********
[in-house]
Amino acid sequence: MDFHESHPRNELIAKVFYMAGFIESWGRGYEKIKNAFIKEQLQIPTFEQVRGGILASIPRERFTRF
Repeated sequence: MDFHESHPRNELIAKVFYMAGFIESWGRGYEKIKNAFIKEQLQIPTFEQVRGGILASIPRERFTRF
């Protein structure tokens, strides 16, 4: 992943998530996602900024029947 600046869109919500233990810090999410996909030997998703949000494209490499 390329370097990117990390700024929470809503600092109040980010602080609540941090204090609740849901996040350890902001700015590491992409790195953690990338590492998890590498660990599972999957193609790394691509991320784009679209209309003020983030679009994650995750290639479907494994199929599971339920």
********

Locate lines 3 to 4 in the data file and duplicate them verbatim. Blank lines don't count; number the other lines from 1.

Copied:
Repeated sequence: MDFHESHPRNELIAKVFYMAGFIESWGRGYEKIKNAFIKEQLQIPTFEQVRGGILASIPRERFTRF
């Protein structure tokens, strides 16, 4: 992943998530996602900024029947 600046869109919500233990810090999410996909030997998703949000494209490499 390329370097990117990390700024929470809503600092109040980010602080609540941090204090609740849901996040350890902001700015590491992409790195953690990338590492998890590498660990599972999957193609790394691509991320784009679209209309003020983030679009994650995750290639479907494994199929599971339920």